Miles Davis

Davis, Miles, 1926–91, American jazz musician, b. Alton, Ill. Rising to prominence with the birth of modern jazz in the mid-1940s, when he was a sideman in Charlie Parker's bop quintet, Davis became a dominant force in jazz trumpet. He was influential in the development of "cool" jazz in 1949–50, led numerous outstanding small groups through the 1950s and 60s, and produced a successful blend of jazz and rock music in the 1970s and 80s. Davis's trumpet and flügelhorn styles were warmly lyrical and were marked by a brilliant use of mutes. He made many recordings, which reflect his stylistic changes; Kind of Blue (1959), a landmark of modal jazz, has been a best-seller since it was issued.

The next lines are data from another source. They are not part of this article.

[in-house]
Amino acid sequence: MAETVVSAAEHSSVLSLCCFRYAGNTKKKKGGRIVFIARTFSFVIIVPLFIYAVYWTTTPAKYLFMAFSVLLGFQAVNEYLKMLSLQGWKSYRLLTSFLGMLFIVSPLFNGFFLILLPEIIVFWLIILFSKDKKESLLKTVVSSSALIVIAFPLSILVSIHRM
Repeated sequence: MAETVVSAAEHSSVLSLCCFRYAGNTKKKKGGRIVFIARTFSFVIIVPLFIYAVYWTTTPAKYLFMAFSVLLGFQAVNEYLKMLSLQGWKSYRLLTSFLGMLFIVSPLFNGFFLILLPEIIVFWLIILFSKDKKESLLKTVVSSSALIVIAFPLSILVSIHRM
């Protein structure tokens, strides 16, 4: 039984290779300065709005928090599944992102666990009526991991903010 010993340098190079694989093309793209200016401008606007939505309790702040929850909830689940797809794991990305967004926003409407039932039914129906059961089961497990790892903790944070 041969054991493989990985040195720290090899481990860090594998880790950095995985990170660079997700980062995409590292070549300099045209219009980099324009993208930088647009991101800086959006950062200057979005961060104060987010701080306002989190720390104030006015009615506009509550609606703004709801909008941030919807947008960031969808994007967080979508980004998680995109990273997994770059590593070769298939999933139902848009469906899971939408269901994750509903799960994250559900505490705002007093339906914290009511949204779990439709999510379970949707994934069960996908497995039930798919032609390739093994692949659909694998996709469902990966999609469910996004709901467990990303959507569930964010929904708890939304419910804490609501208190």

See Miles: The Autobiography (1989, with Q. Troupe); biographies by I. Carr (1982), J. Chambers (2 vol., 1983–85), B. McRae (1988), and J. Szwed (2002); Q. Troupe, Miles and Me (2000).

The Columbia Electronic Encyclopedia, 6th ed. Copyright © 2012, Columbia University Press. All rights reserved.

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